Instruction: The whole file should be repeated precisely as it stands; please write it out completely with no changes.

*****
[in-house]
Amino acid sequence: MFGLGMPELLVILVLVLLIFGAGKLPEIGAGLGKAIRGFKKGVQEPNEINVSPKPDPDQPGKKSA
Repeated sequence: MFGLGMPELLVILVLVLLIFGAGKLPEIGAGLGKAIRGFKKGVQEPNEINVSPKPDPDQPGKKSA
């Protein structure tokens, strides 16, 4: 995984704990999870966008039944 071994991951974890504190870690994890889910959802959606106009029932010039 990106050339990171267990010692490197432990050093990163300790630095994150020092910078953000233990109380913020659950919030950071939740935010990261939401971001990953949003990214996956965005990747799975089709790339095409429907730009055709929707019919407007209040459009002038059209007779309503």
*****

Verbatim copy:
[in-house]
Amino acid sequence: MFGLGMPELLVILVLVLLIFGAGKLPEIGAGLGKAIRGFKKGVQEPNEINVSPKPDPDQPGKKSA
Repeated sequence: MFGLGMPELLVILVLVLLIFGAGKLPEIGAGLGKAIRGFKKGVQEPNEINVSPKPDPDQPGKKSA
């Protein structure tokens, strides 16, 4: 995984704990999870966008039944 071994991951974890504190870690994890889910959802959606106009029932010039 990106050339990171267990010692490197432990050093990163300790630095994150020092910078953000233990109380913020659950919030950071939740935010990261939401971001990953949003990214996956965005990747799975089709790339095409429907730009055709929707019919407007209040459009002038059209007779309503």